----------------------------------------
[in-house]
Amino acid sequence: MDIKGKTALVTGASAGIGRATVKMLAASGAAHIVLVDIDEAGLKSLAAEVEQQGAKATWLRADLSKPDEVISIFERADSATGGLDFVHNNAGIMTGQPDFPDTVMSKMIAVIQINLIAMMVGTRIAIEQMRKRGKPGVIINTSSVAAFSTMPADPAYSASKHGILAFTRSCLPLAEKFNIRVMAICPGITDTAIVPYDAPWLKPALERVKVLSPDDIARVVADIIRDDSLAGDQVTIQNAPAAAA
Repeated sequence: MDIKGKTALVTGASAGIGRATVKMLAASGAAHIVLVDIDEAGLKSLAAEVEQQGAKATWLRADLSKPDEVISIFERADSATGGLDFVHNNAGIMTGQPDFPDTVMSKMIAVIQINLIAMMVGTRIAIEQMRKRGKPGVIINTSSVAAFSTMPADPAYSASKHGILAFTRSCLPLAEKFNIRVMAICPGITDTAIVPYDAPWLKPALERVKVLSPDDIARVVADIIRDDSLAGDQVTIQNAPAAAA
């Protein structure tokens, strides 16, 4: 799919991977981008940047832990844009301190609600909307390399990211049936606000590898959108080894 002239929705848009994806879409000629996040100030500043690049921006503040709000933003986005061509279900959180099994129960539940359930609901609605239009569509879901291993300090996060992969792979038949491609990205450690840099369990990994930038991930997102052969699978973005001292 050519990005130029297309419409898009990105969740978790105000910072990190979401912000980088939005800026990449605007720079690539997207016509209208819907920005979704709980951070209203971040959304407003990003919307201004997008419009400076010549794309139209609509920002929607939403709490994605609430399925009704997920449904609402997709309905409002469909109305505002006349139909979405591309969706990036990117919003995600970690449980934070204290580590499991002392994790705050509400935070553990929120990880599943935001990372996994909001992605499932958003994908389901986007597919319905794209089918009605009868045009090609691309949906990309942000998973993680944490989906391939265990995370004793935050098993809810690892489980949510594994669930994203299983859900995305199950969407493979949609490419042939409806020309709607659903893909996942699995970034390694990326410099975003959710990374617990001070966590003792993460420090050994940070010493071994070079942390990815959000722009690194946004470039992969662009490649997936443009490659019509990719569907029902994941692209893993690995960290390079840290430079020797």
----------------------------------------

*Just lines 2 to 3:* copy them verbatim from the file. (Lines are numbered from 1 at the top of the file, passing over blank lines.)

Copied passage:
Amino acid sequence: MDIKGKTALVTGASAGIGRATVKMLAASGAAHIVLVDIDEAGLKSLAAEVEQQGAKATWLRADLSKPDEVISIFERADSATGGLDFVHNNAGIMTGQPDFPDTVMSKMIAVIQINLIAMMVGTRIAIEQMRKRGKPGVIINTSSVAAFSTMPADPAYSASKHGILAFTRSCLPLAEKFNIRVMAICPGITDTAIVPYDAPWLKPALERVKVLSPDDIARVVADIIRDDSLAGDQVTIQNAPAAAA
Repeated sequence: MDIKGKTALVTGASAGIGRATVKMLAASGAAHIVLVDIDEAGLKSLAAEVEQQGAKATWLRADLSKPDEVISIFERADSATGGLDFVHNNAGIMTGQPDFPDTVMSKMIAVIQINLIAMMVGTRIAIEQMRKRGKPGVIINTSSVAAFSTMPADPAYSASKHGILAFTRSCLPLAEKFNIRVMAICPGITDTAIVPYDAPWLKPALERVKVLSPDDIARVVADIIRDDSLAGDQVTIQNAPAAAA